February 23rd, 2023 | From our CEO
It is time for an update! In 2018 I published an article called ‘Three Misconceptions About Internal Influencers”. In 2023, it needs an update, as marketeers and consultancies increasingly communicate about internal influencers in a way I need to challenge.
In this article, I will share FIVE misconceptions. I have added two new ones to the original three based on my observations in the last few months.
If you know, the five misconceptions, you can avoid failing with your next change program. Just because you have fallen for fancy lingo and tricks and invested in help from the WRONG consulting company.
What Are the Five Misconceptions?
So what are they five misconceptions?
1. Influencers Are Extrovert. FALSE!
Internal influencers are more introvert than extrovert – not the opposite.
We see that confirmed again and again to the surprise of most executives. How can that be, they ask?
I believe it is simple. If you have a serious question, you would like to make sense of, then where do you go? – To a person that is just waiting for the moment, where you pause a single second, so they can give you their opinion? – Or to a person that is listening, reflecting and then comes back to you with a carefully considered opinion?
Most people would go for the latter.
2. Influencers Are High-Performers. FALSE!
In Innovisor, we see no link between being an internal influencer and being a high-performer. This surprises most executives – not so much non-executives.
What happens, when you are appointed as a high-performer by the management in the organization, is that your colleagues immediately views you in a different way. You are special. Not part of the tribe. You do not conform.
And suddenly you do not receive those lunch invitations and consequently your informal influence drops (Read more in this importan HBR article – Why Super Stars Struggle to Bond with Their Teams)
3. Influencers Are Tenured. FALSE!
The more tenured people are NOT more influential!
The only place where tenure impacts is within what I call tenure bands. Influence on people that have joined the company at the same time.
Why you ask? – When we join a new company, we are open to building new connections. The ones we can easiest build new connections to are other people that are joining the company and who also open to building connections.
The more tenured employees on the contrary already have a network. They have used their brain capacity for connections on other more tenured colleagues. If they should create a relation to you, they would have to replace you with someone from their existing network.
This is rare!
4. Influencers Grasp Complex Communication Material Better. FALSE!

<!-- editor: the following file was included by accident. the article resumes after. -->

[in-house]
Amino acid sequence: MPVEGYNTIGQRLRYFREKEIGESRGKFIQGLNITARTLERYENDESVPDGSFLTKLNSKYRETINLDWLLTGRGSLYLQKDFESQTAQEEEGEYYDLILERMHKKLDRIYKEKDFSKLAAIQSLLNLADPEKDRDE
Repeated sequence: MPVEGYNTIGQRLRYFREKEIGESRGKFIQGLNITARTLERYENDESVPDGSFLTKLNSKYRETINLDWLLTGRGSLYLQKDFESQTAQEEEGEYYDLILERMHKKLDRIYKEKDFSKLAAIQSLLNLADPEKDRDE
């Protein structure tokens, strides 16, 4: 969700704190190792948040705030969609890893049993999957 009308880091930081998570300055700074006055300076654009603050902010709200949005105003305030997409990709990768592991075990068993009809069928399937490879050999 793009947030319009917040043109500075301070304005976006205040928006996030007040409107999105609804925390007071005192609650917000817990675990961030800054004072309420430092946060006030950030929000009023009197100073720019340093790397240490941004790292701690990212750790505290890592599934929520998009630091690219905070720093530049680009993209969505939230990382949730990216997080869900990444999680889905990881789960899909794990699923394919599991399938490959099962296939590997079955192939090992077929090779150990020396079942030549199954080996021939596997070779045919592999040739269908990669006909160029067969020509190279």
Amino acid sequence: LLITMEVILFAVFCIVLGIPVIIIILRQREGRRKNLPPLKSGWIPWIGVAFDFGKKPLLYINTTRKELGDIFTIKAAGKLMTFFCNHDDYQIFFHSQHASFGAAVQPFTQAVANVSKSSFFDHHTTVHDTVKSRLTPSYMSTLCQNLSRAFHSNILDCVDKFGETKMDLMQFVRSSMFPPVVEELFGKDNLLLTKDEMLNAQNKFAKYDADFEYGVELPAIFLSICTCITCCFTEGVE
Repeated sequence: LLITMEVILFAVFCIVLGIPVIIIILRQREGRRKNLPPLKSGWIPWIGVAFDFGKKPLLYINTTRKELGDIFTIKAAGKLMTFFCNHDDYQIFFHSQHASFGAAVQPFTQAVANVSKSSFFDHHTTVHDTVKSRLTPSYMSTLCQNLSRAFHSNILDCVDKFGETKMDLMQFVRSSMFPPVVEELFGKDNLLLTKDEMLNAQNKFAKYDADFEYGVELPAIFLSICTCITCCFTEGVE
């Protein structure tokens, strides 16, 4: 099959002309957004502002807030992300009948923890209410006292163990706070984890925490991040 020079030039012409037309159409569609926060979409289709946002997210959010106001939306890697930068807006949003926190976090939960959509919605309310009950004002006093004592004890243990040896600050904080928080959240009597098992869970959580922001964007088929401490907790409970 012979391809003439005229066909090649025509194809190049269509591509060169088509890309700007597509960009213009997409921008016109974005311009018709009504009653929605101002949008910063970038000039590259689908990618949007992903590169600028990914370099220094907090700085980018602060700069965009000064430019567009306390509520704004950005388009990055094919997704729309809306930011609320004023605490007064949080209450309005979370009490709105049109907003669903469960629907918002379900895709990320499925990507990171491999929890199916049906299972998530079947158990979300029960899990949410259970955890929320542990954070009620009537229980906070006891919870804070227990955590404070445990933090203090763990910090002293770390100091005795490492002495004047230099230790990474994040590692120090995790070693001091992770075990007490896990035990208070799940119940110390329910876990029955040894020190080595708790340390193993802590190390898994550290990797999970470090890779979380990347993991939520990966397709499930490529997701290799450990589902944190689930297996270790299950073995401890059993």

This is a new misconception I have seen recently. Experts claiming that influencers are more capable of grasping dense and complex communication material. Nothing can be further from the truth.
Influencers are people you like and me.
There is absolutely no evidence suggesting that informal influencers are better are reading long articles with high LIX numbers, or more receptive to lengthy presentations of data. What we see is that you – as a change professional – must be just as careful and creative with your messaging to influencers, as you are, when you communicate your change progress to the executive team.
5. I Know Who the Influencers Are in My Organization. FALSE!
In past 15 years I have not met any executive that could name, who the informal influencers in their organization were. We have had quizzes, where they wrote down names on who they thought it was, and then we had done the diagnostic, we compared names.
NOT A SINGLE EXECUTIVE HAS EVER GUESSED THE NAME OF AN INFLUENCER!
What is even worse, is when pseudo-experts apply handheld influencer identification methods – sometimes they call it snowballing – and then claim they can identify influencers. Claiming this is ignoring the analytical complexity of informal networks, and rigor needed for the exercise. Reducing it to a hit & miss exercise. They will deliver you names on a list, but their chances of finding the right influencers are close to 0%. Like finding a needle in a haystack.
It is not worth the investment. You might as well just make a random selection from you employee database.
What is the Learning?
My belief in the power of the people, when it comes to succeeding with change initiatives is INTACT! – and especially, the small group of highly influential employees that have the power to block or ignite. They have never been more important.
The 3% of the employees that drive sense making for 90% of their colleagues – aka #ThreePercentRule. Your people must make sense of the change before they decide to support it. The sense making happens when they talk to the people, they trust the most. People like themselves.
If we challenge and avoid the five misconceptions of influencers, then identification and engagement of influencers should not be optional anymore. You cannot succeed with change without them (Follow #SixChangeBlockers to learn more.)